Install and set up Zsh as default

Test whether you already have Z shell installed:

$ zsh --version

If you don't have Z shell installed, you can install it with Homebrew on MacOS or Linux:

$ brew install zsh

Or your default package manager on Linux:

$ sudo dnf install zsh

Set zsh as your default shell by running the following command in iTerm2, and then relaunch the terminal:

$ chsh -s /bin/zsh

You can verify the shell you're running with the echo command. By echoing the zeroth argument of your command, designated by the variable $0, you can learn what shell you're interfacing with.

$ echo $0

Install Oh My Zsh

Oh My Zsh is a delightful open source framework for Z shell that can be used on GNU Linux and macOS computers. It modernizes the terminal with simple solutions for managing your zsh configuration. Instead of a .bash_profile, zsh uses a .zshrc file to save your customizations.

Its features include:

  • Instead of the cd (change directory) command, navigate directories with just: .. (parent dir), ... (parent from parent dir), / (root), or ~ (home).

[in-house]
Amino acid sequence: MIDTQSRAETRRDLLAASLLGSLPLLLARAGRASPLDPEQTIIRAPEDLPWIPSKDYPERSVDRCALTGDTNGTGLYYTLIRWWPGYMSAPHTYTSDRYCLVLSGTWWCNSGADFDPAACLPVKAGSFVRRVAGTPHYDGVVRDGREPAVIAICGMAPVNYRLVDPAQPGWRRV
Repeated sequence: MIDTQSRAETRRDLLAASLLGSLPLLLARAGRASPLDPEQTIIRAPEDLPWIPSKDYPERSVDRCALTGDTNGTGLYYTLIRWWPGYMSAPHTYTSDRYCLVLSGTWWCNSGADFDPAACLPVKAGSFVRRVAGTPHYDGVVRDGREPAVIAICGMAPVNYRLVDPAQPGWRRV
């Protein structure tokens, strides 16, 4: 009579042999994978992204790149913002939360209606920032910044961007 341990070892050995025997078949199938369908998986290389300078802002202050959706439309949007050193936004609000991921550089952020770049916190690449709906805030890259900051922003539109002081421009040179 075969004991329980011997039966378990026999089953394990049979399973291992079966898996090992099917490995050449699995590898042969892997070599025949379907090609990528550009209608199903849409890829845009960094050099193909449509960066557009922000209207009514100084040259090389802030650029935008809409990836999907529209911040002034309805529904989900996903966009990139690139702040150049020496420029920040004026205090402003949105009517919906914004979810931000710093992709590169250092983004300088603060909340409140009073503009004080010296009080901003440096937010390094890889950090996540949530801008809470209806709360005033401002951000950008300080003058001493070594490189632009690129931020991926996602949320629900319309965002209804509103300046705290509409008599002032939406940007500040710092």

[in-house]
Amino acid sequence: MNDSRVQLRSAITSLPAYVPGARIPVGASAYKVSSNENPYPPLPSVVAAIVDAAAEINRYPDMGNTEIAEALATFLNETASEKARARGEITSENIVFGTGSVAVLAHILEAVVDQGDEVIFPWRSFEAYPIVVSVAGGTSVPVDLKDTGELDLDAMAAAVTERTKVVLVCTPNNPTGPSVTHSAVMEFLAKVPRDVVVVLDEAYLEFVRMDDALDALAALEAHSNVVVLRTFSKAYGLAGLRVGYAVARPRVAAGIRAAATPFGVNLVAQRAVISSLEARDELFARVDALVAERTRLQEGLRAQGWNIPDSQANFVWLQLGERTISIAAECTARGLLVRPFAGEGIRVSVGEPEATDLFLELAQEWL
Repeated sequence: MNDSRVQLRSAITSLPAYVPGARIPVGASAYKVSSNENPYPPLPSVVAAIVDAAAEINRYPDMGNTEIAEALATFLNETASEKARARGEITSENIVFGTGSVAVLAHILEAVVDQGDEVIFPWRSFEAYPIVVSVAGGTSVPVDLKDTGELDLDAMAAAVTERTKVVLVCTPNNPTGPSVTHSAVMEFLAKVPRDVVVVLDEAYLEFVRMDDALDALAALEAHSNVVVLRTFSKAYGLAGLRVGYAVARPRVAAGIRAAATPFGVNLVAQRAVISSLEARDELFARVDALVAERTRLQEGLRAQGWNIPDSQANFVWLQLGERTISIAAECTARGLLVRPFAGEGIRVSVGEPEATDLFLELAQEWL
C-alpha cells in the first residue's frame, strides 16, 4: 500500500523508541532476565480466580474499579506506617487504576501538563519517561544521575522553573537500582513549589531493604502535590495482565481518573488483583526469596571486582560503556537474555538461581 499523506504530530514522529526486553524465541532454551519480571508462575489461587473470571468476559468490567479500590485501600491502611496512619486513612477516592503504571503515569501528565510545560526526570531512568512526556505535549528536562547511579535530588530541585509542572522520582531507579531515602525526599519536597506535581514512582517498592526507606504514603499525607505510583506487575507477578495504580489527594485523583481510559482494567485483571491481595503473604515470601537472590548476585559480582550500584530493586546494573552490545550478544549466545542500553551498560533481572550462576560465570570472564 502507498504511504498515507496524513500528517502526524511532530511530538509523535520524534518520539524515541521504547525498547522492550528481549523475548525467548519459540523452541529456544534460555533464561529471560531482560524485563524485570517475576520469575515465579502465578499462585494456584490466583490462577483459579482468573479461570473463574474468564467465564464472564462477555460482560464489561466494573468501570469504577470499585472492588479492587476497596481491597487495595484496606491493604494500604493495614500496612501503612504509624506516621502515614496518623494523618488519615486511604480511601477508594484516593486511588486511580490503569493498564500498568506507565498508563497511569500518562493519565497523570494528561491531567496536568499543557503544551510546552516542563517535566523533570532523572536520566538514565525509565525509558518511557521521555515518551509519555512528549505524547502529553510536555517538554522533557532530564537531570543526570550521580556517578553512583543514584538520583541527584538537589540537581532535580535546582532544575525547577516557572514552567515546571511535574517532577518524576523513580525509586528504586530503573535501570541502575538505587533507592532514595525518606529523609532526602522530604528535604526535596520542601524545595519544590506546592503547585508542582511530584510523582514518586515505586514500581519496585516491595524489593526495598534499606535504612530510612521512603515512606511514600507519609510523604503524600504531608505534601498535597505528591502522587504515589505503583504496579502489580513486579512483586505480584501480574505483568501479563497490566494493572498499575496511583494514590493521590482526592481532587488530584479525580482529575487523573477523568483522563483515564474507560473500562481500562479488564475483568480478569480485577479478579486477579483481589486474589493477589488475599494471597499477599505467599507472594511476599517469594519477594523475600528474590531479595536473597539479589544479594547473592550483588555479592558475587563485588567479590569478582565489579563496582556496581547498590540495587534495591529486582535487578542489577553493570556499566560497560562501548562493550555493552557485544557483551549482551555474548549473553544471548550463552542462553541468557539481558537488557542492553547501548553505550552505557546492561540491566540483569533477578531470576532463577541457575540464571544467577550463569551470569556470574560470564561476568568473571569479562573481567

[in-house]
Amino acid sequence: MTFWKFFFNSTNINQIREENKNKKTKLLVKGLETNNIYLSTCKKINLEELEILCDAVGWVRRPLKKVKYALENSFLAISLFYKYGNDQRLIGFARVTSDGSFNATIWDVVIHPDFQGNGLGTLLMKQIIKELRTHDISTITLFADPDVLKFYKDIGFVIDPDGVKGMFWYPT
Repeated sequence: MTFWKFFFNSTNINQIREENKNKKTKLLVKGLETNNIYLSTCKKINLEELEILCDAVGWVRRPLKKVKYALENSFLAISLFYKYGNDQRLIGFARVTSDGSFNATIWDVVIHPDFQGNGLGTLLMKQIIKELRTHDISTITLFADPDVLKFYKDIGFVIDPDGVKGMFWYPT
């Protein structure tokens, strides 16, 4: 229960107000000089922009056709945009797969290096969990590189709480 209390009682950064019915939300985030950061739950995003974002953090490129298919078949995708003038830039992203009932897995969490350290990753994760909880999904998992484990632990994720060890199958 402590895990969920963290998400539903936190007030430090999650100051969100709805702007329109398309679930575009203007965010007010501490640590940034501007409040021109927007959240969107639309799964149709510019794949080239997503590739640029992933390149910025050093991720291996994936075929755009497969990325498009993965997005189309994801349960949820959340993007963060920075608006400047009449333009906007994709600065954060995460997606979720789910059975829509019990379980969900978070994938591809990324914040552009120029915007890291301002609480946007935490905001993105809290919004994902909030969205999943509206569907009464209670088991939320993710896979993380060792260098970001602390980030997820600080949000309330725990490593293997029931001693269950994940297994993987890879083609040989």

• Instead of the mkdir and cd commands, use the take command to create a directory and change the path to it.
  • Switch between the last and current path with a hyphen -.
  • List all alias commands with alias or filter them with grep; for example, alias | grep git.
  • With the Z plugin, quickly change to another path by naming the folder rather than the complete path.
  • Recursive path expansion (for example, /u/lo/b expands to /user/local/bin after pressing the Tab key)
  • Spelling corrections, approximate completion, and automatic correction when you make a minor mistake typing a directory name
  • Plugin and theme exports
  • Syntax highlighting
  • History substring search and accessing specific lines by running the history command with ! followed by its line number; e.g., !137
  • Autocomplete, jump between options with Tab, and press Return to make a selection; works with directories, files, and commands
  • Git integration
  • Much more

Install Oh My Zsh with:

$ curl -fsSL --output